Last mission to repair the Hubble telescope Hubble space telescope discoveries have enriched our understanding of the cosmos. In this special report, you will see facts about the Hubble space telescope, discoveries it has made and what the last mission's goals are.
For their own good
Fifty years ago, they were screwed-up kids sent to the Florida School for Boys to be straightened out. But now they are screwed-up men, scarred by the whippings they endured. Read the story and see a video and portrait gallery.
Fill out this form to email this article to a friend
Theater renovations now star of show
Suncoast Theatre's makeover should please audiences.
By BARBARA L. FREDRICKSEN, Arts and Entertainment
Published September 4, 2007
A new ceiling, lighting, walls and chairs are all part of the extensive remodeling underway at the Richey Suncoast Theatre.
[Times photo: Brendan Fitterer]
[Times photo: Brendan Fitterer]
Leo Oro of Yagmin Ceiling & Drywall finishes a smooth coat of plaster on the drywall at Richey Suncoast Theatre in New Port Richey. The theatre is being completely remodeled, including the refurbished seats with new upholstery.
NEW PORT RICHEY - If you've ever bolted out of your threadbare orange seat at Richey Suncoast Theatre when the big air return box in the back of the theater gave a loud "Pop!" or fumbled your way up the gloomy stairs to the balcony, you'll be excited about all the changes going on at this downtown landmark.
The 323-seat theater is about 75 percent of the way through a $260,000 interior redecoration that is making the auditorium as snazzy as a Las Vegas showroom.
"We want (the patrons) to see something they don't see anywhere else," said Marie Skelton, who, with her husband, Charlie, the theater's board president, has picked out a lot of the materials used in the renovation.
The two spent most of the summer in Vegas and Reno looking for wall coverings, lights, ceiling tiles, wall sconces and decorator items to give the venerable 1920s-era theater a whole new look, while carefully preserving the historical elements of the building.
The remodeling starts at the outer skin of the auditorium with a sprinkler system and updated electrical wiring, and continues from the ceiling right down to the floor.
The aging acoustical tile walls, drab brown paint and squeaky chairs are gone, as are the two ugly tin boxes that hung from the ceiling to provide return air ductwork and the simple rectangular entryway to the theater.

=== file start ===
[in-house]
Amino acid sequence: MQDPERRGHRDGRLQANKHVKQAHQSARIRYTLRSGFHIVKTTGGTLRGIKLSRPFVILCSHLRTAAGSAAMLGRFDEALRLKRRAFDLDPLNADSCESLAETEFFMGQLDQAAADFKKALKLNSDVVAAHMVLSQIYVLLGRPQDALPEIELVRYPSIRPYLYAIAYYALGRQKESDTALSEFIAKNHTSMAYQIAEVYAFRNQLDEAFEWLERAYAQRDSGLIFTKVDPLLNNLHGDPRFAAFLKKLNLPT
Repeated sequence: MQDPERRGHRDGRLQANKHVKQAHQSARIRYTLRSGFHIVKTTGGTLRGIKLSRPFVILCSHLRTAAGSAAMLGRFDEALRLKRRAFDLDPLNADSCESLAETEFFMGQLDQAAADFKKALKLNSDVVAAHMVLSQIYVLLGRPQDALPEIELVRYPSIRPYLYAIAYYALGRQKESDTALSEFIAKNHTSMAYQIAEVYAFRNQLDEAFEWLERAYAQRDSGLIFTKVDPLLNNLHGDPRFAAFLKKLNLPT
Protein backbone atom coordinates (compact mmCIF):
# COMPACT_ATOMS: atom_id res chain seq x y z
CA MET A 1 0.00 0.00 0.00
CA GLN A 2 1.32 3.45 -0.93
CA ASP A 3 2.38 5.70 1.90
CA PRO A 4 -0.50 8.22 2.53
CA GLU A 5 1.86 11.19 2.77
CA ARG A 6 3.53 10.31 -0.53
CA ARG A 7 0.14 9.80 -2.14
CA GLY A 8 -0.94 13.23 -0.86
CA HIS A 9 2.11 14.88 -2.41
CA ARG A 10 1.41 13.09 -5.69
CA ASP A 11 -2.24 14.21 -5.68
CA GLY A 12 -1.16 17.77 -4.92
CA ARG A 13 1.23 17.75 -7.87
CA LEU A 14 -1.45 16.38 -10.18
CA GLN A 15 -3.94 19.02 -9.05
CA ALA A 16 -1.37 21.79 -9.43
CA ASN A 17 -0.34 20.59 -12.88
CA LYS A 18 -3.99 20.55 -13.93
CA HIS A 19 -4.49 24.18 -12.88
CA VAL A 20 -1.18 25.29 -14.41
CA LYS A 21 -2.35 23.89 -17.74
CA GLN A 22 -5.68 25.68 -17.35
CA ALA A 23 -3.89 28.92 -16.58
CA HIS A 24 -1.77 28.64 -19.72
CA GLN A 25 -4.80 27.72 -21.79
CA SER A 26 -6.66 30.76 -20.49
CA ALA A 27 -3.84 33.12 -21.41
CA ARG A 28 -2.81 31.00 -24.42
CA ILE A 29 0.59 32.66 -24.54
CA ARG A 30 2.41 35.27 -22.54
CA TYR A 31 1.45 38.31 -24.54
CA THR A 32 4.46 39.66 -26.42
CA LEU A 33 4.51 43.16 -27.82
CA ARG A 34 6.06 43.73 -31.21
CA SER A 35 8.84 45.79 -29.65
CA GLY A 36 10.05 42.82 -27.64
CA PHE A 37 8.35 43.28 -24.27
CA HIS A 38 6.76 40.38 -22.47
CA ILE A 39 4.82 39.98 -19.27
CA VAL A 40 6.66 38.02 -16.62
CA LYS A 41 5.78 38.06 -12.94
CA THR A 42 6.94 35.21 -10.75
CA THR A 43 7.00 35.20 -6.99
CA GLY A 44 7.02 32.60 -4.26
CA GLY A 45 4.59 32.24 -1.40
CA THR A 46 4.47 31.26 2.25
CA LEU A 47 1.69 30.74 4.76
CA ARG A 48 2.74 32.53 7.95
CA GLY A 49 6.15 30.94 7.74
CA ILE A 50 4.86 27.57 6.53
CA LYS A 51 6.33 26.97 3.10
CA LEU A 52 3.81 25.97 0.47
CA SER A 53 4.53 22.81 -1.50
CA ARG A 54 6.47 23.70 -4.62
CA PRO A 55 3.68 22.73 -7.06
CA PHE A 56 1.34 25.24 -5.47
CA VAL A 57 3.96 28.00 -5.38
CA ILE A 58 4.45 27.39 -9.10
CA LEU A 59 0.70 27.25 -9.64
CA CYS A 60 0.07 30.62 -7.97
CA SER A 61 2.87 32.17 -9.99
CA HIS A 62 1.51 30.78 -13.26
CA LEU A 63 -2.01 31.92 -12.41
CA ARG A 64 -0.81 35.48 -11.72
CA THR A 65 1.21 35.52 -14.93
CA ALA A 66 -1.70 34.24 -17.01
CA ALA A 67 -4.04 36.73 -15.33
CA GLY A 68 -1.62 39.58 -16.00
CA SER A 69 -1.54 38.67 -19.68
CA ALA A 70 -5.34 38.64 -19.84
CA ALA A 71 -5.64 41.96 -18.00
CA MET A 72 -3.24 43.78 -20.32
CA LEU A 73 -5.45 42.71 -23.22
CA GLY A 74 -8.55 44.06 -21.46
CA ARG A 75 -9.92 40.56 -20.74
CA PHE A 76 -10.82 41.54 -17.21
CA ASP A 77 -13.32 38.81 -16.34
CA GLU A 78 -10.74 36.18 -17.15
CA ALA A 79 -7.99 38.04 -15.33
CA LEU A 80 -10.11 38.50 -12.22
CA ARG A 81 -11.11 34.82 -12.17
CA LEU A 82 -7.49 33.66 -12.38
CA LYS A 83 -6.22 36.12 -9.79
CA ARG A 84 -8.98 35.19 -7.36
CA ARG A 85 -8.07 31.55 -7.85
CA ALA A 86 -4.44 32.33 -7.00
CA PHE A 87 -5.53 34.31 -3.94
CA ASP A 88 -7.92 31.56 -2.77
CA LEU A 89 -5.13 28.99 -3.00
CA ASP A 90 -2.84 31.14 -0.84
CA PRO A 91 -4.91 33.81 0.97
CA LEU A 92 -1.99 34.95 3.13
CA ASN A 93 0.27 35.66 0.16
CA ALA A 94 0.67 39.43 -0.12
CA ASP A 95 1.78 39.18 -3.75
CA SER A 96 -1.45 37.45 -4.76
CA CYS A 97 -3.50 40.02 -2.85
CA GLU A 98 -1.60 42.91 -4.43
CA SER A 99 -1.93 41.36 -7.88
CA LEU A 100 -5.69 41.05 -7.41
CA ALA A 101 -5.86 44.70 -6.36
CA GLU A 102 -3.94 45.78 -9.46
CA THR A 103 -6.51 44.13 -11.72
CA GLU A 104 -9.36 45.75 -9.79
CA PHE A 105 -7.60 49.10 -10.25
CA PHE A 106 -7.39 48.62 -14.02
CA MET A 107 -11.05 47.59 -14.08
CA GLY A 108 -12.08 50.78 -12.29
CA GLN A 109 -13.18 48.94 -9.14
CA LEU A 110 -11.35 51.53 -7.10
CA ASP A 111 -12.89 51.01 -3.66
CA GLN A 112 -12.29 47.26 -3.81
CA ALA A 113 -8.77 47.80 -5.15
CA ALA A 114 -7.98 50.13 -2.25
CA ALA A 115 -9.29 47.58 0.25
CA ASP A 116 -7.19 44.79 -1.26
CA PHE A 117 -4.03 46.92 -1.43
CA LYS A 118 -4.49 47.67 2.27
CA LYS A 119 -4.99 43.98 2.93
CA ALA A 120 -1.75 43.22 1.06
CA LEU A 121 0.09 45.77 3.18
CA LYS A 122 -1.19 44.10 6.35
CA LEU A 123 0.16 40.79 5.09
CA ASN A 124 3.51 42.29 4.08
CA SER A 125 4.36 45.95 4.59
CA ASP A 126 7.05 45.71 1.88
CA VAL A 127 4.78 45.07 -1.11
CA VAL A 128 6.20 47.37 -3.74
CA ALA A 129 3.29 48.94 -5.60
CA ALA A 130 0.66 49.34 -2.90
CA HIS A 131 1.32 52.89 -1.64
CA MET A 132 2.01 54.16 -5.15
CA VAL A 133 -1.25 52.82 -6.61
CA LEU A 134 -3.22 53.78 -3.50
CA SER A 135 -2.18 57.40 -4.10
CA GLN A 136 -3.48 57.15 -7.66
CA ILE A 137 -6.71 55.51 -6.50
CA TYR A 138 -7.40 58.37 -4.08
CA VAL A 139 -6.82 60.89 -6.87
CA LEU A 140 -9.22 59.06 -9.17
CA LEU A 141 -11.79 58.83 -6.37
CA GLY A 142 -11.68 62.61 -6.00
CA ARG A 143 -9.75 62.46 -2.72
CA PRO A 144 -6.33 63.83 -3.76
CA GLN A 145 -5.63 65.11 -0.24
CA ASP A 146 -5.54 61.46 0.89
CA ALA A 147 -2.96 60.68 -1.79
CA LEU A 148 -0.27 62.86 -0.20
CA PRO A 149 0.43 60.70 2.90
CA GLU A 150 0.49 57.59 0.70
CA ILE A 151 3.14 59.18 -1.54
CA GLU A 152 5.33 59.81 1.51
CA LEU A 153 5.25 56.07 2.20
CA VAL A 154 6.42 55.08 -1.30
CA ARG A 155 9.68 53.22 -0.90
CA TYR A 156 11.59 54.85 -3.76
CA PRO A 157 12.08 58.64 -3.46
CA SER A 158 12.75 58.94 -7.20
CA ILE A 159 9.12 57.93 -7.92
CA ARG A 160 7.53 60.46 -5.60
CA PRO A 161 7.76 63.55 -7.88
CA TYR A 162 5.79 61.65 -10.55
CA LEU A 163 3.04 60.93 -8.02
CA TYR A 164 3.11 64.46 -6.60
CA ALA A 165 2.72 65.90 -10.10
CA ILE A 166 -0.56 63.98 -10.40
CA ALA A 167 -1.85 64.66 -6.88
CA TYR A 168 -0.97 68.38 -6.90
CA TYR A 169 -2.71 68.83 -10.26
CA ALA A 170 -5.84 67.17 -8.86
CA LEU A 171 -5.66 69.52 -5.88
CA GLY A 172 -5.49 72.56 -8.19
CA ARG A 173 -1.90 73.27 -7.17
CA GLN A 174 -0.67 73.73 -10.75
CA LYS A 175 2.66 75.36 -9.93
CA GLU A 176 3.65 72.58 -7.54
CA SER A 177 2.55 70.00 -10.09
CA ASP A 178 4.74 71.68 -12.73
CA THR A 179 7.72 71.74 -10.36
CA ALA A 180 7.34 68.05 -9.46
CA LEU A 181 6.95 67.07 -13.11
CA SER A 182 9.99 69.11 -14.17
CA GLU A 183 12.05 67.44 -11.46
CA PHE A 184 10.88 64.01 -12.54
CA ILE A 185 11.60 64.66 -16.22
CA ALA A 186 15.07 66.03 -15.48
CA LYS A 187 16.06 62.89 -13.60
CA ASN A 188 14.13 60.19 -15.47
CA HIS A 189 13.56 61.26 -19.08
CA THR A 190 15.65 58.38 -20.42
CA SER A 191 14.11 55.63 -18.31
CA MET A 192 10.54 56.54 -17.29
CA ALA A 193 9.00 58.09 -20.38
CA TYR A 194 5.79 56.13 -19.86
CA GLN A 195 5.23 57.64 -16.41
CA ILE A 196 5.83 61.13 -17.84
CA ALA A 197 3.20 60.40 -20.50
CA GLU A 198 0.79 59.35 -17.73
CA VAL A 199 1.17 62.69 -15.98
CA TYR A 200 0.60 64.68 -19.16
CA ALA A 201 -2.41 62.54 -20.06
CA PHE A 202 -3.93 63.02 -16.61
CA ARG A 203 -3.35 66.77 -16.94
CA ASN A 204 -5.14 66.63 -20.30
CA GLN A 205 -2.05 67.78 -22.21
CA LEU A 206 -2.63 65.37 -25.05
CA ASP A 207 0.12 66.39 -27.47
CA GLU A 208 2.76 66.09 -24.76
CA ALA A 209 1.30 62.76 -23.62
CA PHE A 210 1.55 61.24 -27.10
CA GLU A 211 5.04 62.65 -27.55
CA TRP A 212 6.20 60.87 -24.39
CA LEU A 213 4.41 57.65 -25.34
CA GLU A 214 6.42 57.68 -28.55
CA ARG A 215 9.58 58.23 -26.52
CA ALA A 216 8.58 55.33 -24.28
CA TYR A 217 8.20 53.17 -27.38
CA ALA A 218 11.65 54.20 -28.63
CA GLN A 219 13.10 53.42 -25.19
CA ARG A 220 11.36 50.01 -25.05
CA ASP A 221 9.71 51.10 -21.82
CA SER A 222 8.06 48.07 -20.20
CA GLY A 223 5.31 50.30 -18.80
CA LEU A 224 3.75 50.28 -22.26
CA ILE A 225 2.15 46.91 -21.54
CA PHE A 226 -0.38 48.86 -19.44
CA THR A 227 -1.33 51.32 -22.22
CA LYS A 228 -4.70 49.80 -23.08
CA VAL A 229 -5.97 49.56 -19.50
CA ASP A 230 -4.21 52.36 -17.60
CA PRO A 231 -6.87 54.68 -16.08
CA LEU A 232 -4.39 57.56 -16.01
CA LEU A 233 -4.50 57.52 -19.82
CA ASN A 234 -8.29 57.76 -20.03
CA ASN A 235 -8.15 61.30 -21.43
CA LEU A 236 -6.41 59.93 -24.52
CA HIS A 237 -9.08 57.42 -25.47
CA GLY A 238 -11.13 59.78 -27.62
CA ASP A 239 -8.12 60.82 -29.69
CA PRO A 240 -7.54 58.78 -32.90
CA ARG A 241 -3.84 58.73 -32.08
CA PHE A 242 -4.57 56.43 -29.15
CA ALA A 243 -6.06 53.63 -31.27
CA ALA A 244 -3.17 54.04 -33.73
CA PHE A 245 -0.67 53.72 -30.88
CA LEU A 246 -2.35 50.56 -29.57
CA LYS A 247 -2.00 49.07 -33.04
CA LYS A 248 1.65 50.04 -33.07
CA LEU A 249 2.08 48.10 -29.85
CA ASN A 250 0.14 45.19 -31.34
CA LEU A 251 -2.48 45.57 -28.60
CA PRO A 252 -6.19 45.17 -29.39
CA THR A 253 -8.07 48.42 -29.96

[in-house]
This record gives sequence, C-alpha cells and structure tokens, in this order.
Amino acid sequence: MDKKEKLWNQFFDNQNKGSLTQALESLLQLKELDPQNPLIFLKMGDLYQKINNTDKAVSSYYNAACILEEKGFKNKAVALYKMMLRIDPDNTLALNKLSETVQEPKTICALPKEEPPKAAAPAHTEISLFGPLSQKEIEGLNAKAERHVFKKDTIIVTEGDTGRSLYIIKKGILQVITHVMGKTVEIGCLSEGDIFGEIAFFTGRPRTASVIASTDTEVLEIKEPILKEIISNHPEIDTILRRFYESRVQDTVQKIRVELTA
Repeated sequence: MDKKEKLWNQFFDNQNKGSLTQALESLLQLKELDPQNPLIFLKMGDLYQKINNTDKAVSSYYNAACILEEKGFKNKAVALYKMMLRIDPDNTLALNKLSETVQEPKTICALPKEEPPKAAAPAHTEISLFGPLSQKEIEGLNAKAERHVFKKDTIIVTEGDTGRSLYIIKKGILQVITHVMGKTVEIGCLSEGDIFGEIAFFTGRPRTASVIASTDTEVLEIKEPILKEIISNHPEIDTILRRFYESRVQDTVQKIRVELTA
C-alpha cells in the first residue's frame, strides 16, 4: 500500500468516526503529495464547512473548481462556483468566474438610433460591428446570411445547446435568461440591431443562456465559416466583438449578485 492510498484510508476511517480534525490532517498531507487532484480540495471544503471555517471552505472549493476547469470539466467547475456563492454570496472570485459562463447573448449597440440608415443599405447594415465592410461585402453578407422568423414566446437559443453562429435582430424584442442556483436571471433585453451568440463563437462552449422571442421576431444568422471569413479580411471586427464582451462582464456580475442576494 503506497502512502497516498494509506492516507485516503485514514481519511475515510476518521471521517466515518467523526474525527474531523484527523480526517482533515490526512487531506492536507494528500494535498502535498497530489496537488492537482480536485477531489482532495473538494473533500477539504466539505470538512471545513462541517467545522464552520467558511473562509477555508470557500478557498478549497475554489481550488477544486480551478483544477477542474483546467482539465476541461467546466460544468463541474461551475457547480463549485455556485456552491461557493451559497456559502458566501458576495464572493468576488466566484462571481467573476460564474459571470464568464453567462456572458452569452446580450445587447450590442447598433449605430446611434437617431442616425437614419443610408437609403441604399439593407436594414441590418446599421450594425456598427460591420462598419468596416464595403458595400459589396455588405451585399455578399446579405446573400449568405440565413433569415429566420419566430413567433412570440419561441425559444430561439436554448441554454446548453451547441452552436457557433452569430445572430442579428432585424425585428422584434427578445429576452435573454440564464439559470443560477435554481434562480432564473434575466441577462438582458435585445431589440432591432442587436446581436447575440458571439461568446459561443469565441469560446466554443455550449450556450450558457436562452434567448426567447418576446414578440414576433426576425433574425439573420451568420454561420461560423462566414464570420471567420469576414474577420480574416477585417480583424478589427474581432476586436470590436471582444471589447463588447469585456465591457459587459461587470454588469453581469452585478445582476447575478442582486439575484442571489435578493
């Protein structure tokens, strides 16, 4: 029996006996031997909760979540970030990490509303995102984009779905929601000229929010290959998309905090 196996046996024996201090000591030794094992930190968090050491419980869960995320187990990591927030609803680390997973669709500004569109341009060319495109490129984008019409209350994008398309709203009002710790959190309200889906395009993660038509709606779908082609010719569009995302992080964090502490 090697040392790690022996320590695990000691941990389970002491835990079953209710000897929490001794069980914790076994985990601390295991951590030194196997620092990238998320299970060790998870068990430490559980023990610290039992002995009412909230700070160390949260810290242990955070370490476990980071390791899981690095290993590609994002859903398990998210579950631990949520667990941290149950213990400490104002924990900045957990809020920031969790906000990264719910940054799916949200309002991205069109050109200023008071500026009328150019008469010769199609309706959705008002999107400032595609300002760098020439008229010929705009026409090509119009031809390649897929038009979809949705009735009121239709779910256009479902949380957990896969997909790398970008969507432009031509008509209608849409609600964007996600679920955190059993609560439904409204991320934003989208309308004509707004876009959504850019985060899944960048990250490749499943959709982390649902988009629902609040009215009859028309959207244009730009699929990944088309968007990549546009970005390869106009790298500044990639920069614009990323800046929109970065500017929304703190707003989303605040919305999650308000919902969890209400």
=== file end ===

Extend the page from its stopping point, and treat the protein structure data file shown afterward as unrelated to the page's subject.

Now, the door to the theater is a three-tiered arch similar to the triple arch that faces Grand Boulevard out front. The ceiling is a smooth black, and the air vents are concentric circles of deep burnished gray metal.
Instead of the tacky air ducts, there will be two hand-rubbed aluminum chandeliers that can be lowered by remote control to be cleaned or to have light bulbs changed. The center of each chandelier has a red light that emits a glow throughout the room.
The bottom of the walls and the front of the sound and light sub-balconies are covered in sheets of polymer that look like swirls of undulating aluminum.
"They have that 3-D look," Charlie Skelton said.
The polymer sheets are topped with curved shoulder-high oak mantels that coordinate with the original oak balustrades in the balcony. From that railing to the ceiling will be staggered, fabric-wrapped acoustic panels in claret, cherry and a rose-tinged tweed with lights behind them adding to the chandeliers' glow.
In order to make the auditorium multifunctional, the theater board opted to add several bright recessed lights.
"This way, we can rent (the theater) out for seminars and other corporate functions," adding to the theater's revenue, Charlie Skelton said.
His pride and joy, though, are the new seats. Only they're not really new.
The theater had announced plans to purchase all-new plush seats with high backs and bare arms.
Then Richard Vaillancourt of R.A. Design Inc. in Spring Hill read about the theater project in the Hernando Times and called Skelton.
"He said he could reupholster what we have for a lot less," Charlie Skelton said. "I told him to do one and let us see what it looks like."
The board was so pleased with the outcome - especially those who are shorter and whose feet didn't touch the floor with the originally chosen seats - that they contracted with Vaillancourt on the spot.
"We saved $15,200," Charlie Skelton said. And the patrons will get upholstered armrests, more padding and more rounded seat fronts to add to their comfort.
The theater is also getting new strip lights down the aisles, new stair lights that shine down on each step to the balcony, new art deco carpeting and a few other touches to add to the effect, the Skeltons said.
Although the theater has put a sizable down payment on the project, there's still a $100,000 loan to be paid off.
Once that's done, the Skeltons hope to start work on the stage, the dressing rooms behind it and some final items in the lobby and stairways.
Marie Skelton also has her eye on a highly polished handrail for the balcony stairs.
"It's an artwork itself," she said.
Charlie Skelton has his eye on some embossed polymer and metal squares to cover the lobby ceiling and tie in with the walls in the auditorium.
He said that except for the upper walls, everything in the current plans should be completed by the time the theater's first show, the musical Man of La Mancha, opens Thursday.
"We plan to have our grand opening in January," he said.